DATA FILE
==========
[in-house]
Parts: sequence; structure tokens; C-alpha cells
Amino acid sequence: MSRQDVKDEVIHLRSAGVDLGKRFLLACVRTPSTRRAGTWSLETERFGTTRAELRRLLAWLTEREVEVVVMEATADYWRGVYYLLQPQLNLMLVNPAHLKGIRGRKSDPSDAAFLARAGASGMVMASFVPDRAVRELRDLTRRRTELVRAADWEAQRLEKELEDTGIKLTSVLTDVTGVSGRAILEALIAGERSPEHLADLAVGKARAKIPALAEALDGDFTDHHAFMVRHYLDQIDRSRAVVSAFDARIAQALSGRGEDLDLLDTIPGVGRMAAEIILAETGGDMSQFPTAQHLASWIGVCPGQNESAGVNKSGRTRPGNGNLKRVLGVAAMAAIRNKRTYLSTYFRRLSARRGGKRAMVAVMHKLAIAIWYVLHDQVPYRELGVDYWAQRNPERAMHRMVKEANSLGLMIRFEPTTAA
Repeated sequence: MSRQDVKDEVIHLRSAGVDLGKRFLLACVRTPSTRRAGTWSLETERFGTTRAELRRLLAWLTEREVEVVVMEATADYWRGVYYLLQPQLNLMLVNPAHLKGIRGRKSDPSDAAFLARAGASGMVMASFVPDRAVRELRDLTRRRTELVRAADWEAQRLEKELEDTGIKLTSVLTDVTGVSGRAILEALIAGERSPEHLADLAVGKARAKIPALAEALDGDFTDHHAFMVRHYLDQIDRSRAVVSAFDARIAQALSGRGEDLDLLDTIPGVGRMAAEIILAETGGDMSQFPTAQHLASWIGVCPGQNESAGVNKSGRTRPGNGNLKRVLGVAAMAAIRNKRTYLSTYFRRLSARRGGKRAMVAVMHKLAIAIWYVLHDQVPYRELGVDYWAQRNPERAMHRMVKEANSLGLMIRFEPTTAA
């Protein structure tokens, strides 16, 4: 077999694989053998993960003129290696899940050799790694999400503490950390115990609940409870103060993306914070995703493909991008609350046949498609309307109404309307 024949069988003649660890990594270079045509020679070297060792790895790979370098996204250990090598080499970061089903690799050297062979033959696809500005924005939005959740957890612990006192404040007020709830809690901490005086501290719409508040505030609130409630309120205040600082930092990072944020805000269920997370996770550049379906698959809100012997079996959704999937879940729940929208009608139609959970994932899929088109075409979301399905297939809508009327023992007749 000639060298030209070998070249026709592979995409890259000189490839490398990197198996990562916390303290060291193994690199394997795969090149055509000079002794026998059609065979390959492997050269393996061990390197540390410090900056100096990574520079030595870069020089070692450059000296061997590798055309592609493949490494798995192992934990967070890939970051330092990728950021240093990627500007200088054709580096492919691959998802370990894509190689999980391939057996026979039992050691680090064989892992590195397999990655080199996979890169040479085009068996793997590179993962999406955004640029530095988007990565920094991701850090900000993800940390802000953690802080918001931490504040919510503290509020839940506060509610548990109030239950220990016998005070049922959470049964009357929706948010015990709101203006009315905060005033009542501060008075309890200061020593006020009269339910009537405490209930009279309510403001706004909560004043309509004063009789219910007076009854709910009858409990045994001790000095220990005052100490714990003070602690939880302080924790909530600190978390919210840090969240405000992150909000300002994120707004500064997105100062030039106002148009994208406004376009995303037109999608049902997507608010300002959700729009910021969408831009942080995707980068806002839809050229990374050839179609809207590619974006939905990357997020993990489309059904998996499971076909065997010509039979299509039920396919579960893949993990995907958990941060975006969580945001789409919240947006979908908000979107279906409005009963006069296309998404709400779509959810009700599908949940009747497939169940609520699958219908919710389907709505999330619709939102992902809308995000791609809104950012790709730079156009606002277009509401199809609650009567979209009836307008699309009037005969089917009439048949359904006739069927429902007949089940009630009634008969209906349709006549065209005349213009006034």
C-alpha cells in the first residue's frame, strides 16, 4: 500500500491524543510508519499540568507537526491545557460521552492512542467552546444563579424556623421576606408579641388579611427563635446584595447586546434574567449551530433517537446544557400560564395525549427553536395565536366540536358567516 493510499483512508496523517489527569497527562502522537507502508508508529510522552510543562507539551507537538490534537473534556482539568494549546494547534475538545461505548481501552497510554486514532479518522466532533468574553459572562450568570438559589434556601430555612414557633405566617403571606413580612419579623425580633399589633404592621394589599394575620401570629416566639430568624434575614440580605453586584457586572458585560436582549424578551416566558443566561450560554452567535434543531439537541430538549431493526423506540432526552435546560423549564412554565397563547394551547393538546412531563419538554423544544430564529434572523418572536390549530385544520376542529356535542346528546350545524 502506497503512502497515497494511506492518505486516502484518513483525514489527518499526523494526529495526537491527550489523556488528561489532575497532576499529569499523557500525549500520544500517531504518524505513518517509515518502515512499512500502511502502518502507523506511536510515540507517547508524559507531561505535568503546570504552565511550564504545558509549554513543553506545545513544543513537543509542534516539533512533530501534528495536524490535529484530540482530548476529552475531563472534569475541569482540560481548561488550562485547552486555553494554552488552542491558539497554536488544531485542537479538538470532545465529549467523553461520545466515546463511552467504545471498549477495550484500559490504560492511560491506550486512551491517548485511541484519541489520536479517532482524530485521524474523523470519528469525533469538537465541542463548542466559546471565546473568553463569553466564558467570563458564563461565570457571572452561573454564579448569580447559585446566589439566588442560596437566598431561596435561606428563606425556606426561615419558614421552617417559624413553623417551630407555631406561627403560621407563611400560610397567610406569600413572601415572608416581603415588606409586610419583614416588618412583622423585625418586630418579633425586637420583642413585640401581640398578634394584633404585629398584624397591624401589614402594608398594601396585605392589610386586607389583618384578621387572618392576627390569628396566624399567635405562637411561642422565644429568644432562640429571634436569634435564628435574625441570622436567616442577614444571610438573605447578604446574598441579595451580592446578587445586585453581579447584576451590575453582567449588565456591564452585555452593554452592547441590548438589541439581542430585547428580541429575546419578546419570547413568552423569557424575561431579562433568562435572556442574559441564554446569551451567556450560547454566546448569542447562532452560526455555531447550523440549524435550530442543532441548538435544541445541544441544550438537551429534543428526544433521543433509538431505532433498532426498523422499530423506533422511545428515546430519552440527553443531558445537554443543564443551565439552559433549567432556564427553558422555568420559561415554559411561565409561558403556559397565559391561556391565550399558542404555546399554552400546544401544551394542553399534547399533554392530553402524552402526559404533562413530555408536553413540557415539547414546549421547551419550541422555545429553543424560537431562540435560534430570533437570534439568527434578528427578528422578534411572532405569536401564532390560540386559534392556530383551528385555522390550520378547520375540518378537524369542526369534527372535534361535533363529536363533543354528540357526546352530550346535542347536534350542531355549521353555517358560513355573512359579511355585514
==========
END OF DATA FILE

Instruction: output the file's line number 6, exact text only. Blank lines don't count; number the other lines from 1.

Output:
C-alpha cells in the first residue's frame, strides 16, 4: 500500500491524543510508519499540568507537526491545557460521552492512542467552546444563579424556623421576606408579641388579611427563635446584595447586546434574567449551530433517537446544557400560564395525549427553536395565536366540536358567516 493510499483512508496523517489527569497527562502522537507502508508508529510522552510543562507539551507537538490534537473534556482539568494549546494547534475538545461505548481501552497510554486514532479518522466532533468574553459572562450568570438559589434556601430555612414557633405566617403571606413580612419579623425580633399589633404592621394589599394575620401570629416566639430568624434575614440580605453586584457586572458585560436582549424578551416566558443566561450560554452567535434543531439537541430538549431493526423506540432526552435546560423549564412554565397563547394551547393538546412531563419538554423544544430564529434572523418572536390549530385544520376542529356535542346528546350545524 502506497503512502497515497494511506492518505486516502484518513483525514489527518499526523494526529495526537491527550489523556488528561489532575497532576499529569499523557500525549500520544500517531504518524505513518517509515518502515512499512500502511502502518502507523506511536510515540507517547508524559507531561505535568503546570504552565511550564504545558509549554513543553506545545513544543513537543509542534516539533512533530501534528495536524490535529484530540482530548476529552475531563472534569475541569482540560481548561488550562485547552486555553494554552488552542491558539497554536488544531485542537479538538470532545465529549467523553461520545466515546463511552467504545471498549477495550484500559490504560492511560491506550486512551491517548485511541484519541489520536479517532482524530485521524474523523470519528469525533469538537465541542463548542466559546471565546473568553463569553466564558467570563458564563461565570457571572452561573454564579448569580447559585446566589439566588442560596437566598431561596435561606428563606425556606426561615419558614421552617417559624413553623417551630407555631406561627403560621407563611400560610397567610406569600413572601415572608416581603415588606409586610419583614416588618412583622423585625418586630418579633425586637420583642413585640401581640398578634394584633404585629398584624397591624401589614402594608398594601396585605392589610386586607389583618384578621387572618392576627390569628396566624399567635405562637411561642422565644429568644432562640429571634436569634435564628435574625441570622436567616442577614444571610438573605447578604446574598441579595451580592446578587445586585453581579447584576451590575453582567449588565456591564452585555452593554452592547441590548438589541439581542430585547428580541429575546419578546419570547413568552423569557424575561431579562433568562435572556442574559441564554446569551451567556450560547454566546448569542447562532452560526455555531447550523440549524435550530442543532441548538435544541445541544441544550438537551429534543428526544433521543433509538431505532433498532426498523422499530423506533422511545428515546430519552440527553443531558445537554443543564443551565439552559433549567432556564427553558422555568420559561415554559411561565409561558403556559397565559391561556391565550399558542404555546399554552400546544401544551394542553399534547399533554392530553402524552402526559404533562413530555408536553413540557415539547414546549421547551419550541422555545429553543424560537431562540435560534430570533437570534439568527434578528427578528422578534411572532405569536401564532390560540386559534392556530383551528385555522390550520378547520375540518378537524369542526369534527372535534361535533363529536363533543354528540357526546352530550346535542347536534350542531355549521353555517358560513355573512359579511355585514